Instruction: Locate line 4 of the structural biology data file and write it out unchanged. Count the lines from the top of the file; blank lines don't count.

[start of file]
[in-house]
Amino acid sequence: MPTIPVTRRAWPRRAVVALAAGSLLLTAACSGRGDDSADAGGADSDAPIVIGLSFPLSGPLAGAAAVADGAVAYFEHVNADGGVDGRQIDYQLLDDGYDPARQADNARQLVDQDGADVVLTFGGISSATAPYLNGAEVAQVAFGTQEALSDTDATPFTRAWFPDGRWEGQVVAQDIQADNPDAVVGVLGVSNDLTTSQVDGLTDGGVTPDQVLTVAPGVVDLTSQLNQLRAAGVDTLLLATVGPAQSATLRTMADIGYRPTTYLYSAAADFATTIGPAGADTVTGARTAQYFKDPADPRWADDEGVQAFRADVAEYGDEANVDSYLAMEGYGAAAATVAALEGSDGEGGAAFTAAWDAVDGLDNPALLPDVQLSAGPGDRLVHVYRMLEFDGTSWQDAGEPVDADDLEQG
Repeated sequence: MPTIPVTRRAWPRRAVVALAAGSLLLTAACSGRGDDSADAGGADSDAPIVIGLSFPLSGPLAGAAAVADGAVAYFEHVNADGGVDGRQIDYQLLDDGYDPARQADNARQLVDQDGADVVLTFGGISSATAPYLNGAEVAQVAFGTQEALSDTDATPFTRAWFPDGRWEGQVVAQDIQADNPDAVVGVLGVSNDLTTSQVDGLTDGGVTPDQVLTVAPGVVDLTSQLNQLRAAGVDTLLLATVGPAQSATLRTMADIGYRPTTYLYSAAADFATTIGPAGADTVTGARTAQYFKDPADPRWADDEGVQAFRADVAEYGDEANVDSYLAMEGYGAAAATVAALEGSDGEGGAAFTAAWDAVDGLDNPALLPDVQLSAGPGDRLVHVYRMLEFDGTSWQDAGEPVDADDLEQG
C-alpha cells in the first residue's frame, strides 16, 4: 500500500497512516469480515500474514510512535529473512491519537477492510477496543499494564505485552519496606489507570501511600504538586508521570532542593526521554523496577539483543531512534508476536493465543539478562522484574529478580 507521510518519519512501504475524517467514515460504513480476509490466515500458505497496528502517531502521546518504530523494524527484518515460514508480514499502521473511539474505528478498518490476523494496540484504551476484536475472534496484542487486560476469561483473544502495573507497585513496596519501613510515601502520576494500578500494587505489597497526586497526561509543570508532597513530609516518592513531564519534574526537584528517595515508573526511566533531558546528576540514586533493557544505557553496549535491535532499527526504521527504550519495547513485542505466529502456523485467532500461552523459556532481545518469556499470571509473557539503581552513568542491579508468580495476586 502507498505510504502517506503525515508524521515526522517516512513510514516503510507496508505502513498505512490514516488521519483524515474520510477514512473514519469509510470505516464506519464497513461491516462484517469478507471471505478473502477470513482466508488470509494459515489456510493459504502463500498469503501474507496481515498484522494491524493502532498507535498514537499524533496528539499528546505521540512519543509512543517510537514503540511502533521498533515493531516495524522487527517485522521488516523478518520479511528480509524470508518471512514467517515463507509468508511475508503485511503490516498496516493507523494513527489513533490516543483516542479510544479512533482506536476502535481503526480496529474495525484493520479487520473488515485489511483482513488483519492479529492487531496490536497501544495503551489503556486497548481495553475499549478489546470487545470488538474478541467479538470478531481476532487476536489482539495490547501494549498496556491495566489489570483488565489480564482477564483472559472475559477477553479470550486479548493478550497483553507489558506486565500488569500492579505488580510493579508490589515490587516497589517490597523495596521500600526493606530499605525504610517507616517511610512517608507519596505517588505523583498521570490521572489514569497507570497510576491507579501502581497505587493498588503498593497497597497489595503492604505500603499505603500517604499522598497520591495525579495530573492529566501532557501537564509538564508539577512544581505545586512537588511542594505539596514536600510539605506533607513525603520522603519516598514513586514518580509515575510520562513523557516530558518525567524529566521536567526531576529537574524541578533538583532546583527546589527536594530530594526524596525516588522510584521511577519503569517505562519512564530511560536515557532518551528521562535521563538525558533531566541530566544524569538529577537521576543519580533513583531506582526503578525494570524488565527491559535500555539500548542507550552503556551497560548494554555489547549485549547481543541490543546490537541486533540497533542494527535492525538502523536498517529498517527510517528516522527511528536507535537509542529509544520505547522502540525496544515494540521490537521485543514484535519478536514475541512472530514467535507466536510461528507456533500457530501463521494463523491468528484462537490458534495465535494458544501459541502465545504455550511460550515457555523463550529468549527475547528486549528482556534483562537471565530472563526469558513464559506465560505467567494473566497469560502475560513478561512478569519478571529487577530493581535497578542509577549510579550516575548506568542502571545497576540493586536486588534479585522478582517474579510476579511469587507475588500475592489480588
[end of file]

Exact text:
C-alpha cells in the first residue's frame, strides 16, 4: 500500500497512516469480515500474514510512535529473512491519537477492510477496543499494564505485552519496606489507570501511600504538586508521570532542593526521554523496577539483543531512534508476536493465543539478562522484574529478580 507521510518519519512501504475524517467514515460504513480476509490466515500458505497496528502517531502521546518504530523494524527484518515460514508480514499502521473511539474505528478498518490476523494496540484504551476484536475472534496484542487486560476469561483473544502495573507497585513496596519501613510515601502520576494500578500494587505489597497526586497526561509543570508532597513530609516518592513531564519534574526537584528517595515508573526511566533531558546528576540514586533493557544505557553496549535491535532499527526504521527504550519495547513485542505466529502456523485467532500461552523459556532481545518469556499470571509473557539503581552513568542491579508468580495476586 502507498505510504502517506503525515508524521515526522517516512513510514516503510507496508505502513498505512490514516488521519483524515474520510477514512473514519469509510470505516464506519464497513461491516462484517469478507471471505478473502477470513482466508488470509494459515489456510493459504502463500498469503501474507496481515498484522494491524493502532498507535498514537499524533496528539499528546505521540512519543509512543517510537514503540511502533521498533515493531516495524522487527517485522521488516523478518520479511528480509524470508518471512514467517515463507509468508511475508503485511503490516498496516493507523494513527489513533490516543483516542479510544479512533482506536476502535481503526480496529474495525484493520479487520473488515485489511483482513488483519492479529492487531496490536497501544495503551489503556486497548481495553475499549478489546470487545470488538474478541467479538470478531481476532487476536489482539495490547501494549498496556491495566489489570483488565489480564482477564483472559472475559477477553479470550486479548493478550497483553507489558506486565500488569500492579505488580510493579508490589515490587516497589517490597523495596521500600526493606530499605525504610517507616517511610512517608507519596505517588505523583498521570490521572489514569497507570497510576491507579501502581497505587493498588503498593497497597497489595503492604505500603499505603500517604499522598497520591495525579495530573492529566501532557501537564509538564508539577512544581505545586512537588511542594505539596514536600510539605506533607513525603520522603519516598514513586514518580509515575510520562513523557516530558518525567524529566521536567526531576529537574524541578533538583532546583527546589527536594530530594526524596525516588522510584521511577519503569517505562519512564530511560536515557532518551528521562535521563538525558533531566541530566544524569538529577537521576543519580533513583531506582526503578525494570524488565527491559535500555539500548542507550552503556551497560548494554555489547549485549547481543541490543546490537541486533540497533542494527535492525538502523536498517529498517527510517528516522527511528536507535537509542529509544520505547522502540525496544515494540521490537521485543514484535519478536514475541512472530514467535507466536510461528507456533500457530501463521494463523491468528484462537490458534495465535494458544501459541502465545504455550511460550515457555523463550529468549527475547528486549528482556534483562537471565530472563526469558513464559506465560505467567494473566497469560502475560513478561512478569519478571529487577530493581535497578542509577549510579550516575548506568542502571545497576540493586536486588534479585522478582517474579510476579511469587507475588500475592489480588